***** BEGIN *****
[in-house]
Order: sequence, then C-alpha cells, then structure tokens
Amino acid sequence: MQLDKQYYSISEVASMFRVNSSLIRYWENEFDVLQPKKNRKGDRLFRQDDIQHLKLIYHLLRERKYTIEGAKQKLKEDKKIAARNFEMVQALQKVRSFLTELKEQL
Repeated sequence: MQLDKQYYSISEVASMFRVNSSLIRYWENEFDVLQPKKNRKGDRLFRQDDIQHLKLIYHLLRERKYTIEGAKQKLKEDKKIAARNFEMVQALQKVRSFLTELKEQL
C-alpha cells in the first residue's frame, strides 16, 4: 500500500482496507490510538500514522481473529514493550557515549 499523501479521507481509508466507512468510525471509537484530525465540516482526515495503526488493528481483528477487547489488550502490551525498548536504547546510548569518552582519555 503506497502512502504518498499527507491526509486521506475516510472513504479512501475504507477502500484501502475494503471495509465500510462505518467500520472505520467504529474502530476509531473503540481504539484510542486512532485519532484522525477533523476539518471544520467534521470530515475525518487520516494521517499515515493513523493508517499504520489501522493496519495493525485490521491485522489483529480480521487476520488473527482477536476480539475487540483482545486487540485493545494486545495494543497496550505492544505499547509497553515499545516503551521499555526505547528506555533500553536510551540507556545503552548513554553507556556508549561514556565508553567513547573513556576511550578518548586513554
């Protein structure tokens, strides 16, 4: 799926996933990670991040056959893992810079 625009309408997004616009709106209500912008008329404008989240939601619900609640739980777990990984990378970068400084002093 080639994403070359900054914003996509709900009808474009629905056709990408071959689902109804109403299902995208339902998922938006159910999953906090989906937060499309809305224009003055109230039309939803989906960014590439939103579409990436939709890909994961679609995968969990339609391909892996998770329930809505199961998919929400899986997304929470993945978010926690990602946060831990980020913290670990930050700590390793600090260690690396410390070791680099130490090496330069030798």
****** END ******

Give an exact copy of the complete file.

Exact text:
[in-house]
Order: sequence, then C-alpha cells, then structure tokens
Amino acid sequence: MQLDKQYYSISEVASMFRVNSSLIRYWENEFDVLQPKKNRKGDRLFRQDDIQHLKLIYHLLRERKYTIEGAKQKLKEDKKIAARNFEMVQALQKVRSFLTELKEQL
Repeated sequence: MQLDKQYYSISEVASMFRVNSSLIRYWENEFDVLQPKKNRKGDRLFRQDDIQHLKLIYHLLRERKYTIEGAKQKLKEDKKIAARNFEMVQALQKVRSFLTELKEQL
C-alpha cells in the first residue's frame, strides 16, 4: 500500500482496507490510538500514522481473529514493550557515549 499523501479521507481509508466507512468510525471509537484530525465540516482526515495503526488493528481483528477487547489488550502490551525498548536504547546510548569518552582519555 503506497502512502504518498499527507491526509486521506475516510472513504479512501475504507477502500484501502475494503471495509465500510462505518467500520472505520467504529474502530476509531473503540481504539484510542486512532485519532484522525477533523476539518471544520467534521470530515475525518487520516494521517499515515493513523493508517499504520489501522493496519495493525485490521491485522489483529480480521487476520488473527482477536476480539475487540483482545486487540485493545494486545495494543497496550505492544505499547509497553515499545516503551521499555526505547528506555533500553536510551540507556545503552548513554553507556556508549561514556565508553567513547573513556576511550578518548586513554
């Protein structure tokens, strides 16, 4: 799926996933990670991040056959893992810079 625009309408997004616009709106209500912008008329404008989240939601619900609640739980777990990984990378970068400084002093 080639994403070359900054914003996509709900009808474009629905056709990408071959689902109804109403299902995208339902998922938006159910999953906090989906937060499309809305224009003055109230039309939803989906960014590439939103579409990436939709890909994961679609995968969990339609391909892996998770329930809505199961998919929400899986997304929470993945978010926690990602946060831990980020913290670990930050700590390793600090260690690396410390070791680099130490090496330069030798």